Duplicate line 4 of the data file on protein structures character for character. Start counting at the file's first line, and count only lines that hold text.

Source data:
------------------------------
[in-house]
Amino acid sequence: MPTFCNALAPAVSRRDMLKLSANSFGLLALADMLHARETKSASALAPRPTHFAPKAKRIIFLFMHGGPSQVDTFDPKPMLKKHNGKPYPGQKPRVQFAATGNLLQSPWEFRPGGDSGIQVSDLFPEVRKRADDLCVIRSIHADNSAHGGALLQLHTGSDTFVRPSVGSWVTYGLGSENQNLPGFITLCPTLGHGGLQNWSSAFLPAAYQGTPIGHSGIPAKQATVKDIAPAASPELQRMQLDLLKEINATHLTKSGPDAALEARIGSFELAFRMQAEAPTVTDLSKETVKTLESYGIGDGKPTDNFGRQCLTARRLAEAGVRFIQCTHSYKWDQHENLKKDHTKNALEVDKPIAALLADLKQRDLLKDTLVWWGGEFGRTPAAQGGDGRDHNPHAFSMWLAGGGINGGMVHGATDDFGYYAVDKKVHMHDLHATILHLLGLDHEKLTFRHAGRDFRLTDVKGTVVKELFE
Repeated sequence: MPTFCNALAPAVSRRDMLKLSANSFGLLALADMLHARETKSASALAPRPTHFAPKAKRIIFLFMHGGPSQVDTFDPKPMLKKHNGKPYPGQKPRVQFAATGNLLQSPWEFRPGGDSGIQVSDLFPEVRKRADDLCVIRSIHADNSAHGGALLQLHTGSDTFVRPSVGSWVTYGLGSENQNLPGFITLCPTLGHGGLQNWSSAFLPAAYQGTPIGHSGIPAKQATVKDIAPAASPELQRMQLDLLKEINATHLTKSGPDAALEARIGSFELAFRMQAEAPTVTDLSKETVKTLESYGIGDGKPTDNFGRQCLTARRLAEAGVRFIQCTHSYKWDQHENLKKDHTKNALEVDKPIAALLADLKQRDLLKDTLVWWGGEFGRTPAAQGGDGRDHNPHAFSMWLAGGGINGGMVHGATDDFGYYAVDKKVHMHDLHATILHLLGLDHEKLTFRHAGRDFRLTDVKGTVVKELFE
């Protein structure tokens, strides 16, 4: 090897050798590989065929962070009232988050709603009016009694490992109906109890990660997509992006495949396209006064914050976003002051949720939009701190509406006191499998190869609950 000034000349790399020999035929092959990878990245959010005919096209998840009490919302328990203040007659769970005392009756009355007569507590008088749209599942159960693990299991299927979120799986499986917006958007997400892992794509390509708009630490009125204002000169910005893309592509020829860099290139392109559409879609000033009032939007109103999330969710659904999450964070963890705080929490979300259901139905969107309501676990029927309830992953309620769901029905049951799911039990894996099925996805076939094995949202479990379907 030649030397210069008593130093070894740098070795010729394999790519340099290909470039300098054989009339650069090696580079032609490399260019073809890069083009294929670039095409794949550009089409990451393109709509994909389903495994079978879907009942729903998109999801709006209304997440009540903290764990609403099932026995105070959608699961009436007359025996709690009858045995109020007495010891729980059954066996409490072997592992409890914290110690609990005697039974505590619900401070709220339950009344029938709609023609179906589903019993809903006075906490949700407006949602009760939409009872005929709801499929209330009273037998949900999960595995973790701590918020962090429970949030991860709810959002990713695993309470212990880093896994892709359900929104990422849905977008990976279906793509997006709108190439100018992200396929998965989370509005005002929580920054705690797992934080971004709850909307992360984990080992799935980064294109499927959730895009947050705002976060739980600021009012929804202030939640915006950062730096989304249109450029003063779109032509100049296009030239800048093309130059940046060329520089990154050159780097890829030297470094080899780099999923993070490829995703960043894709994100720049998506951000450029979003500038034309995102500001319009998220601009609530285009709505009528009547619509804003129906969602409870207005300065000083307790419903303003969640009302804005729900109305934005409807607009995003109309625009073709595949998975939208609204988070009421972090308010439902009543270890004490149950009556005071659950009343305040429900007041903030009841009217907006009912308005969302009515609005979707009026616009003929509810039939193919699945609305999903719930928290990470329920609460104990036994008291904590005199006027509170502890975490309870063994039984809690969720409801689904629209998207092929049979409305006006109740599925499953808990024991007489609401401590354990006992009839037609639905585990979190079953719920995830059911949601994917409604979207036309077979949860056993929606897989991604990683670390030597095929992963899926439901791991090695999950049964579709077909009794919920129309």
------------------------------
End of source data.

């Protein structure tokens, strides 16, 4: 090897050798590989065929962070009232988050709603009016009694490992109906109890990660997509992006495949396209006064914050976003002051949720939009701190509406006191499998190869609950 000034000349790399020999035929092959990878990245959010005919096209998840009490919302328990203040007659769970005392009756009355007569507590008088749209599942159960693990299991299927979120799986499986917006958007997400892992794509390509708009630490009125204002000169910005893309592509020829860099290139392109559409879609000033009032939007109103999330969710659904999450964070963890705080929490979300259901139905969107309501676990029927309830992953309620769901029905049951799911039990894996099925996805076939094995949202479990379907 030649030397210069008593130093070894740098070795010729394999790519340099290909470039300098054989009339650069090696580079032609490399260019073809890069083009294929670039095409794949550009089409990451393109709509994909389903495994079978879907009942729903998109999801709006209304997440009540903290764990609403099932026995105070959608699961009436007359025996709690009858045995109020007495010891729980059954066996409490072997592992409890914290110690609990005697039974505590619900401070709220339950009344029938709609023609179906589903019993809903006075906490949700407006949602009760939409009872005929709801499929209330009273037998949900999960595995973790701590918020962090429970949030991860709810959002990713695993309470212990880093896994892709359900929104990422849905977008990976279906793509997006709108190439100018992200396929998965989370509005005002929580920054705690797992934080971004709850909307992360984990080992799935980064294109499927959730895009947050705002976060739980600021009012929804202030939640915006950062730096989304249109450029003063779109032509100049296009030239800048093309130059940046060329520089990154050159780097890829030297470094080899780099999923993070490829995703960043894709994100720049998506951000450029979003500038034309995102500001319009998220601009609530285009709505009528009547619509804003129906969602409870207005300065000083307790419903303003969640009302804005729900109305934005409807607009995003109309625009073709595949998975939208609204988070009421972090308010439902009543270890004490149950009556005071659950009343305040429900007041903030009841009217907006009912308005969302009515609005979707009026616009003929509810039939193919699945609305999903719930928290990470329920609460104990036994008291904590005199006027509170502890975490309870063994039984809690969720409801689904629209998207092929049979409305006006109740599925499953808990024991007489609401401590354990006992009839037609639905585990979190079953719920995830059911949601994917409604979207036309077979949860056993929606897989991604990683670390030597095929992963899926439901791991090695999950049964579709077909009794919920129309």